Any and all comments are welcome, and again I'm sorry for writing a short novel, but after reading several of y'all's post, I felt like this might be a place I can just let it all out and finally tell my story.

To top it off, my service commitment is until July 2024, and I did receive an SRB, last payment was received in 2019.

Thanks in advance.
 

RonG

PEB Forum Regular Member
PEB Forum Veteran
Lifetime Supporter
Registered Member
Hello @FootPain4Life ,

Re: "I wanted to know if anyone believes that I would be in the realm of 100% VA Disability rating (with the ability to still get a job).
On top of that, if I were to get separated from the AF for medical reasons, how would that effect my monthly disability.
And if I were to get medically retired from the AF, what would that do with monthly disability?"

I cannot help with the potential rating as I have no expertise or experience in that area.

Based on your narrative, you potentially will be eligible for two types of disability ratings: DoD disability and VA Compensation/Disability

If you receive a DoD rating of 30% or more, you will be eligible for DoD disability retirement pay. You will also be eligible for TRICARE (family too).

Your DoD retired pay will be reduced by the amount of your VA compensation. If there is residual retired pay, you get to keep it. Often the medical retiree is left with zero retired pay. Regardless of whether your DoD is a higher percentage or not, recommend you choose to receive VA comp since if the DoD amount is higher, there will be residual retired pay (left over) you keep. Your DoD rating will not impact your VA rating.

If you are not retired with a 30% or higher percentage (example: DoD is 20%) you will not be retired; you will be medically separated. Under this circumstance, you and your family will not qualify for TRICARE. You would be entitled to DoD disability severance pay which might involve a certain amount of recoupment through your VA compensation each month.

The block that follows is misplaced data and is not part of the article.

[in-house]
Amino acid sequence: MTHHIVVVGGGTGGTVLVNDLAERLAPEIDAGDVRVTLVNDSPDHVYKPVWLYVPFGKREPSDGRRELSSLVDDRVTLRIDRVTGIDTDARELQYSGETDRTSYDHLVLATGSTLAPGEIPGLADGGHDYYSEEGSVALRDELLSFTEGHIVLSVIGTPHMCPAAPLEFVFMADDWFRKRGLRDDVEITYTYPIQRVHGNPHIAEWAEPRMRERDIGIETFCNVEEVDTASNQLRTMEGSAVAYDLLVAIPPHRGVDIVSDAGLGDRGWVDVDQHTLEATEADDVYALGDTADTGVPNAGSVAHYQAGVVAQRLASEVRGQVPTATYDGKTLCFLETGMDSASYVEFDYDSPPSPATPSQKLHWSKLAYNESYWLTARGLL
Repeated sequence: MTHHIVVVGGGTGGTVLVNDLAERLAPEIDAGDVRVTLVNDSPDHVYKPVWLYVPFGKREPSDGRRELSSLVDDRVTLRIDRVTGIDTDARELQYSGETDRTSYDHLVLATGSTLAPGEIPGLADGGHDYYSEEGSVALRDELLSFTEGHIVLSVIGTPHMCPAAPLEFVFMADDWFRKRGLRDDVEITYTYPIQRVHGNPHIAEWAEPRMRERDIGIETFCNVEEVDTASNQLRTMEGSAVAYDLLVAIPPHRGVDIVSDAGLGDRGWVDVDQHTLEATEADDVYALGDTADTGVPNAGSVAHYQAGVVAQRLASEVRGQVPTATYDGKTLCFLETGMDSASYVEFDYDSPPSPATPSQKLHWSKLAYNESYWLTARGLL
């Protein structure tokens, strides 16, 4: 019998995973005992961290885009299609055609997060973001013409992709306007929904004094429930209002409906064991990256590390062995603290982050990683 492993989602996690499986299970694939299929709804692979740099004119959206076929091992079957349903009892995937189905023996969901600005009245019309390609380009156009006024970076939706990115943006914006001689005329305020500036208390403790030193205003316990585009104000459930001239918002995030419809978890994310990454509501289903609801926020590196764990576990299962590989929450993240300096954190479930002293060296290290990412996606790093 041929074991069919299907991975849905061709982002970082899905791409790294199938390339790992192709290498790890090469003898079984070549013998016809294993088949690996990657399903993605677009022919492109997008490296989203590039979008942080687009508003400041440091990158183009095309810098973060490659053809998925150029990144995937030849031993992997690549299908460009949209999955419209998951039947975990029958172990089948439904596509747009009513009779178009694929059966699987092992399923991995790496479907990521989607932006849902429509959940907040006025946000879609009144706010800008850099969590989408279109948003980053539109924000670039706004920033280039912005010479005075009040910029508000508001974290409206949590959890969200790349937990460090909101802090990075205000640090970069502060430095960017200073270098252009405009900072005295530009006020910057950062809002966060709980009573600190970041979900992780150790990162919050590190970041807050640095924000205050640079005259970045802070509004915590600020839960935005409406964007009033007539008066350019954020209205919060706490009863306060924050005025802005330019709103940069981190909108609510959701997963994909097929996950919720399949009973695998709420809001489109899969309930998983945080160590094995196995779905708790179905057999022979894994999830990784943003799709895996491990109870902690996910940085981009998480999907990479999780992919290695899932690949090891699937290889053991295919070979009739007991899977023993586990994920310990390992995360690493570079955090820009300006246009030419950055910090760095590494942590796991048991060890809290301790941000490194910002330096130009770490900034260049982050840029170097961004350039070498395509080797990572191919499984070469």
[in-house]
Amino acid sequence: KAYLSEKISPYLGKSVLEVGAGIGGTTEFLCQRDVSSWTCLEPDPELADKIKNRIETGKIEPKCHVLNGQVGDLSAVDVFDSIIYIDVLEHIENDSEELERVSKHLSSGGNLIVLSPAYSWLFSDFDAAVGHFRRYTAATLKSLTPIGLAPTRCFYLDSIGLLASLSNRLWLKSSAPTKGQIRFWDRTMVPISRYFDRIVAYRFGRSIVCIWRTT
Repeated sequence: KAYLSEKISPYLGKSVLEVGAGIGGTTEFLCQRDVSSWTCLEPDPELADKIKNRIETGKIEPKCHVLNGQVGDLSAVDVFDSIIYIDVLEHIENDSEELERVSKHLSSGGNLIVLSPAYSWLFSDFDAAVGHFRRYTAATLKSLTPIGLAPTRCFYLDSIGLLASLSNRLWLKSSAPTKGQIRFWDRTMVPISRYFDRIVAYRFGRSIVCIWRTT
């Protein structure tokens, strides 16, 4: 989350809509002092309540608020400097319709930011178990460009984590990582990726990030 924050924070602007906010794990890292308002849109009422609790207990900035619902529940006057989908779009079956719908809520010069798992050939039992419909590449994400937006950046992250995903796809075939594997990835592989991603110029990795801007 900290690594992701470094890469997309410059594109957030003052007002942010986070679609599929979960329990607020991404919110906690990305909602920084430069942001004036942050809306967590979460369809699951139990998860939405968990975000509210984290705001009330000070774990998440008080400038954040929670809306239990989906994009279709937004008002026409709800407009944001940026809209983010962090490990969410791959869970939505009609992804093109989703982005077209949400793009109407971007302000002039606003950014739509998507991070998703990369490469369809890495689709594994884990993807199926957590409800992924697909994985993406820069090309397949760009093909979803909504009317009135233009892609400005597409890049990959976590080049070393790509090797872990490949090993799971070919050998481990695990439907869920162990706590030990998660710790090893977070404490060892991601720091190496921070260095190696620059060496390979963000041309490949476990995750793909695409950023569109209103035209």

Ron
 

TallTree

PEB Forum Regular Member
Registered Member
Thanks for posting. I am also beginning this process from a similar point (11 years, rated pilot) and based on everything I've seen on this forum and everywhere else, it seems to be critical to be completely open and honest with your doc about what you're doing to cope with the pain. For instance, I told my flight doc that I no longer trust myself in the airplane, and he referred me to a clinical psychologist, with whom I just had my first meeting today. One of the things I told her was that I frequently go and hide in our back office because I seem to have this aversion to seeing other folks in my squadron. This is a key data point (isolation from colleagues) that you seem to share, and it seems to be important.

Also, I would do a google search like this:

site:va.gov "citation" plantar facia

and read through the case files that show up for people who have appealed their VA disability rating for plantar facia (replace that with any other disability of your choice). You will see what people get denied for and what people get approved for. Most importantly, you are doing this NOW and not later, so the more you educate yourself on what others are doing to get compensation, the better off you'll be now since you're still active duty. Above all, it seems that documenting everything you experience is the best thing you can do to help yourself get the compensation you deserve.
 

Jason Perry

Benevolent Leader
Site Founder
Staff Member
PEB Forum Veteran
Registered Member
FootPain4Life,